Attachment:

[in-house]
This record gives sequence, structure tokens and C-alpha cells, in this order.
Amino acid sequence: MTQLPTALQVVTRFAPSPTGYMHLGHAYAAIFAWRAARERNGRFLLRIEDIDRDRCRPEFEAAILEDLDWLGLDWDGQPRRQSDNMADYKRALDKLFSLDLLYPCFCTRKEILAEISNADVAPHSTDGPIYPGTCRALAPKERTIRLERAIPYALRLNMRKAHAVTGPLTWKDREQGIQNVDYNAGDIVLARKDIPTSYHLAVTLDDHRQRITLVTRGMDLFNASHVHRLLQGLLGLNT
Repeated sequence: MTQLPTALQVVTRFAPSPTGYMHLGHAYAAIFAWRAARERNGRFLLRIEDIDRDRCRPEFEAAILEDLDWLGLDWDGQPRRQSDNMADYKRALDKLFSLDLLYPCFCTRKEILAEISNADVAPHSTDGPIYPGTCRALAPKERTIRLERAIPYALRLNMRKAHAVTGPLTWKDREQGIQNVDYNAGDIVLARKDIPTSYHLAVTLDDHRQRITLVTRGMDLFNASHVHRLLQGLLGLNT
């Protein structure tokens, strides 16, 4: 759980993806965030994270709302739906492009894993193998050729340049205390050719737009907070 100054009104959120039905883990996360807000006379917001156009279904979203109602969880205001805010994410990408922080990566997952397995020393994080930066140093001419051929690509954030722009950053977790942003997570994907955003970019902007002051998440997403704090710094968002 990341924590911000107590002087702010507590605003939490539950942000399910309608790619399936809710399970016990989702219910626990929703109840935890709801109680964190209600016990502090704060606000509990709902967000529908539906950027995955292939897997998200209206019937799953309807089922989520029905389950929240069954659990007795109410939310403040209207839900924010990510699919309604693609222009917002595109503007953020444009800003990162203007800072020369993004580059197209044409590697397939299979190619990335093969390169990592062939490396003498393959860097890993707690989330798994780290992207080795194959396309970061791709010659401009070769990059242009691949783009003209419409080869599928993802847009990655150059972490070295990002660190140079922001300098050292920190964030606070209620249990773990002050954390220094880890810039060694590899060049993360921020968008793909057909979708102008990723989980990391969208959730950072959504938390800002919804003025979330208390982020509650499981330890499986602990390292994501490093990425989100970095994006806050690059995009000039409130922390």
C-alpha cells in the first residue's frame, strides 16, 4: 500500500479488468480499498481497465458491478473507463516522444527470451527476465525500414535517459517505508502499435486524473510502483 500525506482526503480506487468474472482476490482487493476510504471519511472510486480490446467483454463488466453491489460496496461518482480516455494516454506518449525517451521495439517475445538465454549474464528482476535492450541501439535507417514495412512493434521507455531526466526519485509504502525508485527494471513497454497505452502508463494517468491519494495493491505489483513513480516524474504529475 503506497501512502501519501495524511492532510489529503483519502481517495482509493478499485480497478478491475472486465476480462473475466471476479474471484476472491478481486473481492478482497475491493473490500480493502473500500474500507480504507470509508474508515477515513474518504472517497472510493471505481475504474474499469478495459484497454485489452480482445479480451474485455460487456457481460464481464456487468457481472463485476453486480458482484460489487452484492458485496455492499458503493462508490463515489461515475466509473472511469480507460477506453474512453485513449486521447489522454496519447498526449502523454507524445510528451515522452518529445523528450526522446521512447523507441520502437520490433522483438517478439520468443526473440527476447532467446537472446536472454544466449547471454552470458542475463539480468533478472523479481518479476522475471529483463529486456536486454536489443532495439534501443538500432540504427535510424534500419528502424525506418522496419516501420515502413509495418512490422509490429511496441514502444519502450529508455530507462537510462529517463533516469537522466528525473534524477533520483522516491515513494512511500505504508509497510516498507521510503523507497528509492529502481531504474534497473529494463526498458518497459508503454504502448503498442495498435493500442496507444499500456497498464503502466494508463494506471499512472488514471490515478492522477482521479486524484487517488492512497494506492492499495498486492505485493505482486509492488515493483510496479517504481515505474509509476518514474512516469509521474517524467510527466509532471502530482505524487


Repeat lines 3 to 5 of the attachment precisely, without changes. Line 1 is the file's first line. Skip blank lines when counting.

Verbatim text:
Amino acid sequence: MTQLPTALQVVTRFAPSPTGYMHLGHAYAAIFAWRAARERNGRFLLRIEDIDRDRCRPEFEAAILEDLDWLGLDWDGQPRRQSDNMADYKRALDKLFSLDLLYPCFCTRKEILAEISNADVAPHSTDGPIYPGTCRALAPKERTIRLERAIPYALRLNMRKAHAVTGPLTWKDREQGIQNVDYNAGDIVLARKDIPTSYHLAVTLDDHRQRITLVTRGMDLFNASHVHRLLQGLLGLNT
Repeated sequence: MTQLPTALQVVTRFAPSPTGYMHLGHAYAAIFAWRAARERNGRFLLRIEDIDRDRCRPEFEAAILEDLDWLGLDWDGQPRRQSDNMADYKRALDKLFSLDLLYPCFCTRKEILAEISNADVAPHSTDGPIYPGTCRALAPKERTIRLERAIPYALRLNMRKAHAVTGPLTWKDREQGIQNVDYNAGDIVLARKDIPTSYHLAVTLDDHRQRITLVTRGMDLFNASHVHRLLQGLLGLNT
């Protein structure tokens, strides 16, 4: 759980993806965030994270709302739906492009894993193998050729340049205390050719737009907070 100054009104959120039905883990996360807000006379917001156009279904979203109602969880205001805010994410990408922080990566997952397995020393994080930066140093001419051929690509954030722009950053977790942003997570994907955003970019902007002051998440997403704090710094968002 990341924590911000107590002087702010507590605003939490539950942000399910309608790619399936809710399970016990989702219910626990929703109840935890709801109680964190209600016990502090704060606000509990709902967000529908539906950027995955292939897997998200209206019937799953309807089922989520029905389950929240069954659990007795109410939310403040209207839900924010990510699919309604693609222009917002595109503007953020444009800003990162203007800072020369993004580059197209044409590697397939299979190619990335093969390169990592062939490396003498393959860097890993707690989330798994780290992207080795194959396309970061791709010659401009070769990059242009691949783009003209419409080869599928993802847009990655150059972490070295990002660190140079922001300098050292920190964030606070209620249990773990002050954390220094880890810039060694590899060049993360921020968008793909057909979708102008990723989980990391969208959730950072959504938390800002919804003025979330208390982020509650499981330890499986602990390292994501490093990425989100970095994006806050690059995009000039409130922390």